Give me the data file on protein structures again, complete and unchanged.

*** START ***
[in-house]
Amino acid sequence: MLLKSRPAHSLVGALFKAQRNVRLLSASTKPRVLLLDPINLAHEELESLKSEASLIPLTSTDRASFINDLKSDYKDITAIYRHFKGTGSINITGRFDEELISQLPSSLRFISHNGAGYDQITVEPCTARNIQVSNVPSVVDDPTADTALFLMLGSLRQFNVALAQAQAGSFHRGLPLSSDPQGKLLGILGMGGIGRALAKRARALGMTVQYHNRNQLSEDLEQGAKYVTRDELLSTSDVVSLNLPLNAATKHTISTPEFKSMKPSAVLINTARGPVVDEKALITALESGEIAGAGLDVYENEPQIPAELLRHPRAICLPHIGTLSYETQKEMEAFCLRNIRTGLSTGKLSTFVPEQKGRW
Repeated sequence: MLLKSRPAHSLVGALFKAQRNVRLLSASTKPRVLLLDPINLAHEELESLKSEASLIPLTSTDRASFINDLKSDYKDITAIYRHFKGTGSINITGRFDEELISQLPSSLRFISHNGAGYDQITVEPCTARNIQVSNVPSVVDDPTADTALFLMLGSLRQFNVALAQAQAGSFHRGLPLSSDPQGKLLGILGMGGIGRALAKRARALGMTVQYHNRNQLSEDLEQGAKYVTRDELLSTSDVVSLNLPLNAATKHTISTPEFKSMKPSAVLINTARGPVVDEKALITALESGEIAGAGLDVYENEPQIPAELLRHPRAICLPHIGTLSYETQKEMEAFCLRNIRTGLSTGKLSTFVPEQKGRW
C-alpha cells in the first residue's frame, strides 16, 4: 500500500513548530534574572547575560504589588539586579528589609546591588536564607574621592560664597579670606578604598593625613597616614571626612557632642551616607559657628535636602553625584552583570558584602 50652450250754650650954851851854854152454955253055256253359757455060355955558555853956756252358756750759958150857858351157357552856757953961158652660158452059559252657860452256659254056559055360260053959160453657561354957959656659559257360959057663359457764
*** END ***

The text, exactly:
[in-house]
Amino acid sequence: MLLKSRPAHSLVGALFKAQRNVRLLSASTKPRVLLLDPINLAHEELESLKSEASLIPLTSTDRASFINDLKSDYKDITAIYRHFKGTGSINITGRFDEELISQLPSSLRFISHNGAGYDQITVEPCTARNIQVSNVPSVVDDPTADTALFLMLGSLRQFNVALAQAQAGSFHRGLPLSSDPQGKLLGILGMGGIGRALAKRARALGMTVQYHNRNQLSEDLEQGAKYVTRDELLSTSDVVSLNLPLNAATKHTISTPEFKSMKPSAVLINTARGPVVDEKALITALESGEIAGAGLDVYENEPQIPAELLRHPRAICLPHIGTLSYETQKEMEAFCLRNIRTGLSTGKLSTFVPEQKGRW
Repeated sequence: MLLKSRPAHSLVGALFKAQRNVRLLSASTKPRVLLLDPINLAHEELESLKSEASLIPLTSTDRASFINDLKSDYKDITAIYRHFKGTGSINITGRFDEELISQLPSSLRFISHNGAGYDQITVEPCTARNIQVSNVPSVVDDPTADTALFLMLGSLRQFNVALAQAQAGSFHRGLPLSSDPQGKLLGILGMGGIGRALAKRARALGMTVQYHNRNQLSEDLEQGAKYVTRDELLSTSDVVSLNLPLNAATKHTISTPEFKSMKPSAVLINTARGPVVDEKALITALESGEIAGAGLDVYENEPQIPAELLRHPRAICLPHIGTLSYETQKEMEAFCLRNIRTGLSTGKLSTFVPEQKGRW
C-alpha cells in the first residue's frame, strides 16, 4: 500500500513548530534574572547575560504589588539586579528589609546591588536564607574621592560664597579670606578604598593625613597616614571626612557632642551616607559657628535636602553625584552583570558584602 50652450250754650650954851851854854152454955253055256253359757455060355955558555853956756252358756750759958150857858351157357552856757953961158652660158452059559252657860452256659254056559055360260053959160453657561354957959656659559257360959057663359457764